Level: Upper-Intermediate

Aim: This timely lesson aims at offering students the opportunity to discuss a current event and therefore boost their motivation to learn English. Students will get listening practice, learn new vocabulary and improve their communicative skills.

Materials:

 


STEP 1.Warm up.

Predicting. Write the following words on the board and ask students to guess what the activity is going to be about.

politician, businessman, wealthy, Republican, Democratic, controversial

Speaking

  • Show the picture of Donald Trump and ask students in pairs to share any information they have about the new president of the USA.
  • Slide the juxtapose, (that’s how the sliding picture below is called) and show the image of Barack Obama. Again, ask students to share what they know about the former president of the USA.

 


STEP 2. Listening

Divide the class into As and Bs. Tell As they are going to listen to some information about Barack Obama. Tell Bs  they are going to listen to some information about Donald Trump.

Give student A a photocopy containing Obama’s exercises for Listening Gap Fill and Synonym Match  and give student B a photocopy containing Trump’s exercises for Listening Gap Fill and Synonym Match. (see links above)

Procedure: Play Obama once and ask student A to fill in the gaps with the words they hear. Play Trump once and ask students to do the same. Play each part one or twice more, depending on the level of your students. Correct both exercises, teach any vocabulary they don’t know and drill pronunciation.


STEP 3.Working on Vocabulary

Ask students to do the Synonym Match exercise in their photocopies. Point out that this exercise is very important as they will need to use some of this vocabulary in the next exercise.


STEP 4. Building a word cloud with students’ suggestions.

Tell students that they will now have to read their part several times as the next step will be retelling their text in as much detail as possible. As they read, ask them to underline any key words that might help them retell their biography.

Open Wordle (it works better on Firefox) and ask students A to help you feed the word cloud with the words they have underlined. Open a new tab and do the same with student B.

Alternatively you can use mine 😉

OBAMA

 

TRUMP


Step 5. Retelling

Pair up student A and student B. Display the word cloud for Obama and ask student A to retell Obama’s biography in as much detail as possible and using the prompts in the cloud. Repeat procedure for student B.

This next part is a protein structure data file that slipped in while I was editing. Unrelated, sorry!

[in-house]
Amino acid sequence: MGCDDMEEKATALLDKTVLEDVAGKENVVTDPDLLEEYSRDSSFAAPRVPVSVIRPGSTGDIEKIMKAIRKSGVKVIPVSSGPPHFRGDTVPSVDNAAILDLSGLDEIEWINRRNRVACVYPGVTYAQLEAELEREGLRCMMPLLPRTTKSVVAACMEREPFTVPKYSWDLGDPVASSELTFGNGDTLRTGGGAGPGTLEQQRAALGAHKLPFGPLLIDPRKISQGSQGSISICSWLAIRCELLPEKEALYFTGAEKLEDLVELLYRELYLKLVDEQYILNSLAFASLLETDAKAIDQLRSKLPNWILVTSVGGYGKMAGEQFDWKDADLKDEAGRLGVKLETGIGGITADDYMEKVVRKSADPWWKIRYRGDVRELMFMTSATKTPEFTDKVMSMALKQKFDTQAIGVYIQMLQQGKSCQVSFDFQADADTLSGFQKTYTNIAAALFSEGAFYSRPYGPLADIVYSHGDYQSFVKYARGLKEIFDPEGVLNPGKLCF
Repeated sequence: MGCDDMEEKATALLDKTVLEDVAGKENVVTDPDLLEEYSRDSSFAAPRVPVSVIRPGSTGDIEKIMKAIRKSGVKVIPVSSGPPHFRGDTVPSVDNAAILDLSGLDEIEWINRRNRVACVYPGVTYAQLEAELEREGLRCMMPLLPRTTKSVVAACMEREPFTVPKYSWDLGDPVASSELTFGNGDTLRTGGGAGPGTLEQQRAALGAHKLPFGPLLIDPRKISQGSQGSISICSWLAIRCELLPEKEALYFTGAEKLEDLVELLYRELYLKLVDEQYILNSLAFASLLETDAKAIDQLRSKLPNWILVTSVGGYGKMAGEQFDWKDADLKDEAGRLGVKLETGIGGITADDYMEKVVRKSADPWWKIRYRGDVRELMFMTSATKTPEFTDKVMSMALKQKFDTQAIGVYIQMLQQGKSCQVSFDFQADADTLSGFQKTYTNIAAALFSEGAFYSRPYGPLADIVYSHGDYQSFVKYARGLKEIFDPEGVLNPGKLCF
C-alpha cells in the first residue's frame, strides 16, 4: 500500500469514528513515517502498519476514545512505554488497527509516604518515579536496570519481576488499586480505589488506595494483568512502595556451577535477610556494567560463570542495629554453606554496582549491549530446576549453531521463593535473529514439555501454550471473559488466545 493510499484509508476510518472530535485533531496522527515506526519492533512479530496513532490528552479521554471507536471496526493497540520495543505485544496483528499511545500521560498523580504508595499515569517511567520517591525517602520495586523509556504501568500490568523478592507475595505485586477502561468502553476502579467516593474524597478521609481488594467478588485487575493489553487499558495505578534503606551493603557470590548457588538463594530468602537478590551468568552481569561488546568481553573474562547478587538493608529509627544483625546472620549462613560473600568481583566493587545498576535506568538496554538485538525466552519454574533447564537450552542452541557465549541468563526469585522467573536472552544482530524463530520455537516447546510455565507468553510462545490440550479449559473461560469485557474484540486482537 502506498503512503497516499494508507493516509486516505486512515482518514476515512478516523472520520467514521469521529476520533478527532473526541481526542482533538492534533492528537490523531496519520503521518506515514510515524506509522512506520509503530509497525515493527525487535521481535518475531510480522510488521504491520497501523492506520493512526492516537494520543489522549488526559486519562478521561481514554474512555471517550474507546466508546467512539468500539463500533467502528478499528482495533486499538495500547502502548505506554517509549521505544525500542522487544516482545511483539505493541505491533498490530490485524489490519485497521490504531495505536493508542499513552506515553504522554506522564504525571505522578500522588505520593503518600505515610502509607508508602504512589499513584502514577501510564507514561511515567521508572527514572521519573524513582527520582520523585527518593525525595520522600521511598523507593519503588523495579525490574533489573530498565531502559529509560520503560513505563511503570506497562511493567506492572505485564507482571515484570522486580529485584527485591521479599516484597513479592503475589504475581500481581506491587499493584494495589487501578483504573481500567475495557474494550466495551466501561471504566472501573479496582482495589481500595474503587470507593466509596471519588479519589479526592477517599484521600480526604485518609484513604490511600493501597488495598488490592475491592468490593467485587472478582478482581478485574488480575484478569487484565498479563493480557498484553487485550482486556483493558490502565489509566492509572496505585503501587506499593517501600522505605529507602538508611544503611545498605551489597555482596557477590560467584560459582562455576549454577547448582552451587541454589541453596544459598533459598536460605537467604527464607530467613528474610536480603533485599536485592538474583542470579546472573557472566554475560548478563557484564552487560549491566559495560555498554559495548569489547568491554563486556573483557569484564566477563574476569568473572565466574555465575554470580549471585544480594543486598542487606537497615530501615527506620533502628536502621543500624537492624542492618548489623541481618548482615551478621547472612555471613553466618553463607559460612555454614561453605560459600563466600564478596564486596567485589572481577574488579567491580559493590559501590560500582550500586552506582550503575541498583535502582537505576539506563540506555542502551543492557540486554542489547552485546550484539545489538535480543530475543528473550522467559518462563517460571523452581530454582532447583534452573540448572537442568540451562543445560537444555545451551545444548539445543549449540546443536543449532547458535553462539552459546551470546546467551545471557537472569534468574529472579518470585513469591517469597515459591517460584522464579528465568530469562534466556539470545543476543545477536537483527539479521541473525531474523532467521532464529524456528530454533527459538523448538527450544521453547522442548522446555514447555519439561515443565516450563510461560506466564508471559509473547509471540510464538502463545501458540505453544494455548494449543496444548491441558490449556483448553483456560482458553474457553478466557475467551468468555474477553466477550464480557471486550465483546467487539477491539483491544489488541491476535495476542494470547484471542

Step 6. Homework

Check out the creative suggestions Sean gives for homework.


Hope you have enjoyed the lesson!

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Revising Simple Past,Used to and Would with some Engaging Activities

This lesson has been designed as a next-day revision activity for B2 (Intermediate +) students.

Aim: to consolidate the use of Past Simple, Used to and Would for past habits and routines.

Level: B2 (Intermediate+)

In this lesson you will find.

  • Grammar and exercises
  • Speaking: Picture discussion in pairs
  • Speaking: an advert from a popular drink comparing past and present
  • Writing: a fun writing game
  • Speaking: bits of your childhood

STEP 1. Grammar.

The use of these three verb forms to express past habits and routines can be a bit confusing for students, so in this class I am aiming at some revision to clarify concepts. Assuming students have already studied formation rules, the focus is now on use.

PDF with exercises here.

STEP 2.Picture description. Speaking.

Display the picture of a family in the past and ask students, in pairs, to discuss the differences they can see and the differences they can guess exist between the family shown in the picture and their own family.  Encourage students to use the targeted grammar.

Get feedback

STEP3. The video. Speaking.

  • Tell students they are going to watch a video. Explain there will be no comprehension questions as there is no dialogue.
  • Ask students to give you a brief description of what they have seen.
  • Explain that the advert is called “Grandpa” and it tries to show that the lifestyle enjoyed by our grandparents — moving more, eating well, taking it easy — can be beneficial.
  • Students will see the video twice more and  their task is to write down any differences they can see between the man today and his grandfather.
  • Once students have completed this task, ask them to work in pairs commenting on the differences they have seen in the video encouraging them,once again,to use the targeted grammar point: the use of simple past, would and used to to talk about past habits and routines.
  • Encourage discussion of the following points
  1. healthy eating
  2. stress
  3. working conditions
  4. means of transport
  5. relationships
  6. habits

STEP 4. Writing game: I have retired

Target language: Used To, Would and Simple Past Tense to describe past habits, states and routines

Preparation: none

Procedure: